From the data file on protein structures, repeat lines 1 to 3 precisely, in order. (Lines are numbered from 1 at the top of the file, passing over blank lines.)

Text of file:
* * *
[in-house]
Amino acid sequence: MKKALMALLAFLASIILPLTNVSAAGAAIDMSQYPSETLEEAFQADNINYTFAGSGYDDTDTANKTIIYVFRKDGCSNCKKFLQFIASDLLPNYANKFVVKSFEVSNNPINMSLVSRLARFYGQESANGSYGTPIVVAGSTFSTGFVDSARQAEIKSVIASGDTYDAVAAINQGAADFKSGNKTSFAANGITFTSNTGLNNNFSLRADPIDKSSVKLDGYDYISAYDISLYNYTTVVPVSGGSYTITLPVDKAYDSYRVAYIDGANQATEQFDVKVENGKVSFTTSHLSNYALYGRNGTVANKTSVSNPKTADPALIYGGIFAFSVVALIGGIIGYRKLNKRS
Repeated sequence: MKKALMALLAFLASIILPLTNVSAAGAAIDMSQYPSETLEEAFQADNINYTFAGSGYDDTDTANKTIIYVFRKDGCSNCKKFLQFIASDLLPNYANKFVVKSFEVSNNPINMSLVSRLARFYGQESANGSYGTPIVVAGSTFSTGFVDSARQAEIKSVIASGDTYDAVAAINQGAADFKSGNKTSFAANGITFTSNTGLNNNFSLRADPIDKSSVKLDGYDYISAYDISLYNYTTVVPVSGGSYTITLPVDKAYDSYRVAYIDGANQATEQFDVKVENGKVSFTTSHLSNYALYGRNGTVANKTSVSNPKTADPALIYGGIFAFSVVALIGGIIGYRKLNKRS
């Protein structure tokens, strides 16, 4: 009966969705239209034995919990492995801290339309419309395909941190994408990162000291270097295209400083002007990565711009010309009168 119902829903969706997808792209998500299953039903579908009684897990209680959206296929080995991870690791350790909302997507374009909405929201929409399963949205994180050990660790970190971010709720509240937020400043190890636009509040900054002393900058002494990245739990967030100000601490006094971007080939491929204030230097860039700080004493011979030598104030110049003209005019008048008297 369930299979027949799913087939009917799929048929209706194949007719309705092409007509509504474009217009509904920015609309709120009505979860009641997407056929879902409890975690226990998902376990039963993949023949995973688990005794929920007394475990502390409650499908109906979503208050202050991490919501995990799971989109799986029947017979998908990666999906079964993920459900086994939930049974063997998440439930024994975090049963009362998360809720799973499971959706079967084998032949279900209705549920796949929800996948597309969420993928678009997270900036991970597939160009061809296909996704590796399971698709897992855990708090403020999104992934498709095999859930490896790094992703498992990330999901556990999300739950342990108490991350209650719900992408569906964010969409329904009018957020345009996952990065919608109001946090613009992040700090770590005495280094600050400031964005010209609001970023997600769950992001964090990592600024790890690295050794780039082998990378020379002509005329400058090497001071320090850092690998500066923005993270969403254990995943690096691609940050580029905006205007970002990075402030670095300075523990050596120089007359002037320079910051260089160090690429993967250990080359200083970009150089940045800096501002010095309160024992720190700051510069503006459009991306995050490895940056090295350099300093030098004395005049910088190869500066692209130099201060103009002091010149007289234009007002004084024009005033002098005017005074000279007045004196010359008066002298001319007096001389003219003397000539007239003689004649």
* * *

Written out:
[in-house]
Amino acid sequence: MKKALMALLAFLASIILPLTNVSAAGAAIDMSQYPSETLEEAFQADNINYTFAGSGYDDTDTANKTIIYVFRKDGCSNCKKFLQFIASDLLPNYANKFVVKSFEVSNNPINMSLVSRLARFYGQESANGSYGTPIVVAGSTFSTGFVDSARQAEIKSVIASGDTYDAVAAINQGAADFKSGNKTSFAANGITFTSNTGLNNNFSLRADPIDKSSVKLDGYDYISAYDISLYNYTTVVPVSGGSYTITLPVDKAYDSYRVAYIDGANQATEQFDVKVENGKVSFTTSHLSNYALYGRNGTVANKTSVSNPKTADPALIYGGIFAFSVVALIGGIIGYRKLNKRS
Repeated sequence: MKKALMALLAFLASIILPLTNVSAAGAAIDMSQYPSETLEEAFQADNINYTFAGSGYDDTDTANKTIIYVFRKDGCSNCKKFLQFIASDLLPNYANKFVVKSFEVSNNPINMSLVSRLARFYGQESANGSYGTPIVVAGSTFSTGFVDSARQAEIKSVIASGDTYDAVAAINQGAADFKSGNKTSFAANGITFTSNTGLNNNFSLRADPIDKSSVKLDGYDYISAYDISLYNYTTVVPVSGGSYTITLPVDKAYDSYRVAYIDGANQATEQFDVKVENGKVSFTTSHLSNYALYGRNGTVANKTSVSNPKTADPALIYGGIFAFSVVALIGGIIGYRKLNKRS